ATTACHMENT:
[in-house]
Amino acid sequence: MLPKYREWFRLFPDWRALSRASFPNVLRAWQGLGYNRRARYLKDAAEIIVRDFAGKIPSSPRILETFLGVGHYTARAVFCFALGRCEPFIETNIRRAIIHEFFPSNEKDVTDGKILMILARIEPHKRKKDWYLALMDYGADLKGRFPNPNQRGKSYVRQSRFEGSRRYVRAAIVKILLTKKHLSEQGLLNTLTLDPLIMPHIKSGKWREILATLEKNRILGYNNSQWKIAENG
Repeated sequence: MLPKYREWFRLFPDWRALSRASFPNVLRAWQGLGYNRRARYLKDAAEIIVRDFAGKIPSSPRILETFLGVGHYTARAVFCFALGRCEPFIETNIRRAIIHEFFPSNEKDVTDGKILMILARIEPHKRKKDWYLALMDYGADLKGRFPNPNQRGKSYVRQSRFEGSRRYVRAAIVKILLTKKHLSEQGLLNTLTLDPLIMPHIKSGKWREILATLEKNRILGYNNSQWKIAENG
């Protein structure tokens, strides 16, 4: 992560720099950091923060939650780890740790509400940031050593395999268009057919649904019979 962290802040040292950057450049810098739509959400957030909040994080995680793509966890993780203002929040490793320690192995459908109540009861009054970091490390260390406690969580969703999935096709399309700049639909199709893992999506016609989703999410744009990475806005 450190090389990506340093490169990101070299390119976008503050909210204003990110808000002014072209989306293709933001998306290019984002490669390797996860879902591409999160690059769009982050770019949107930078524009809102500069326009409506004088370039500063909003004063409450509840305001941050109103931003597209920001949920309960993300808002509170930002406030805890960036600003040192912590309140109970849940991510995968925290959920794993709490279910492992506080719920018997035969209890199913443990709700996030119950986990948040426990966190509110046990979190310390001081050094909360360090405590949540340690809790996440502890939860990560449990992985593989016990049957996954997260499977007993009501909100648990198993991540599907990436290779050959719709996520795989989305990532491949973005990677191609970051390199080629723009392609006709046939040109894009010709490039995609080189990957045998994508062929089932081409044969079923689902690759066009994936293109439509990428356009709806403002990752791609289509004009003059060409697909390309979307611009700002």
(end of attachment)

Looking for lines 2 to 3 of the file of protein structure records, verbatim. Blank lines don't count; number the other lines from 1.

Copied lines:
Amino acid sequence: MLPKYREWFRLFPDWRALSRASFPNVLRAWQGLGYNRRARYLKDAAEIIVRDFAGKIPSSPRILETFLGVGHYTARAVFCFALGRCEPFIETNIRRAIIHEFFPSNEKDVTDGKILMILARIEPHKRKKDWYLALMDYGADLKGRFPNPNQRGKSYVRQSRFEGSRRYVRAAIVKILLTKKHLSEQGLLNTLTLDPLIMPHIKSGKWREILATLEKNRILGYNNSQWKIAENG
Repeated sequence: MLPKYREWFRLFPDWRALSRASFPNVLRAWQGLGYNRRARYLKDAAEIIVRDFAGKIPSSPRILETFLGVGHYTARAVFCFALGRCEPFIETNIRRAIIHEFFPSNEKDVTDGKILMILARIEPHKRKKDWYLALMDYGADLKGRFPNPNQRGKSYVRQSRFEGSRRYVRAAIVKILLTKKHLSEQGLLNTLTLDPLIMPHIKSGKWREILATLEKNRILGYNNSQWKIAENG